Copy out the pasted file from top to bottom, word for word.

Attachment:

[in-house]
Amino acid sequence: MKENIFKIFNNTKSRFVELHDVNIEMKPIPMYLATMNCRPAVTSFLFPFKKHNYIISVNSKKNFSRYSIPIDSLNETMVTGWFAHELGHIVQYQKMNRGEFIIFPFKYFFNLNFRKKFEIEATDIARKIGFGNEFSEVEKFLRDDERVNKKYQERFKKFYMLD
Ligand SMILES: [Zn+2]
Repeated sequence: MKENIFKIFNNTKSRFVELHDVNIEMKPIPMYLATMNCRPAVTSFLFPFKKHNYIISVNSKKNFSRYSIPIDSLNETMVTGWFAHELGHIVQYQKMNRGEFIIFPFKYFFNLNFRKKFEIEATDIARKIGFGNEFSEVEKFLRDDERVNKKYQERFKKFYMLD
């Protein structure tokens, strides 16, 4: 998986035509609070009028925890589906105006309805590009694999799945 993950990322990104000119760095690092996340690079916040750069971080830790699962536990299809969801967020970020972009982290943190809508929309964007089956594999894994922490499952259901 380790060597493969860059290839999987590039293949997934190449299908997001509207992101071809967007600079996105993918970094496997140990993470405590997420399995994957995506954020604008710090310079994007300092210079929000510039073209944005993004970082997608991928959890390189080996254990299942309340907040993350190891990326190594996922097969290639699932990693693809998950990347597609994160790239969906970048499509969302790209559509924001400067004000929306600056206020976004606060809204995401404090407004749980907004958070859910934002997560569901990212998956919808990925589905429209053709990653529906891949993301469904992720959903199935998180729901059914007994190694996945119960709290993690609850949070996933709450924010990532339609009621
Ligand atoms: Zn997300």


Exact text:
[in-house]
Amino acid sequence: MKENIFKIFNNTKSRFVELHDVNIEMKPIPMYLATMNCRPAVTSFLFPFKKHNYIISVNSKKNFSRYSIPIDSLNETMVTGWFAHELGHIVQYQKMNRGEFIIFPFKYFFNLNFRKKFEIEATDIARKIGFGNEFSEVEKFLRDDERVNKKYQERFKKFYMLD
Ligand SMILES: [Zn+2]
Repeated sequence: MKENIFKIFNNTKSRFVELHDVNIEMKPIPMYLATMNCRPAVTSFLFPFKKHNYIISVNSKKNFSRYSIPIDSLNETMVTGWFAHELGHIVQYQKMNRGEFIIFPFKYFFNLNFRKKFEIEATDIARKIGFGNEFSEVEKFLRDDERVNKKYQERFKKFYMLD
């Protein structure tokens, strides 16, 4: 998986035509609070009028925890589906105006309805590009694999799945 993950990322990104000119760095690092996340690079916040750069971080830790699962536990299809969801967020970020972009982290943190809508929309964007089956594999894994922490499952259901 380790060597493969860059290839999987590039293949997934190449299908997001509207992101071809967007600079996105993918970094496997140990993470405590997420399995994957995506954020604008710090310079994007300092210079929000510039073209944005993004970082997608991928959890390189080996254990299942309340907040993350190891990326190594996922097969290639699932990693693809998950990347597609994160790239969906970048499509969302790209559509924001400067004000929306600056206020976004606060809204995401404090407004749980907004958070859910934002997560569901990212998956919808990925589905429209053709990653529906891949993301469904992720959903199935998180729901059914007994190694996945119960709290993690609850949070996933709450924010990532339609009621
Ligand atoms: Zn997300």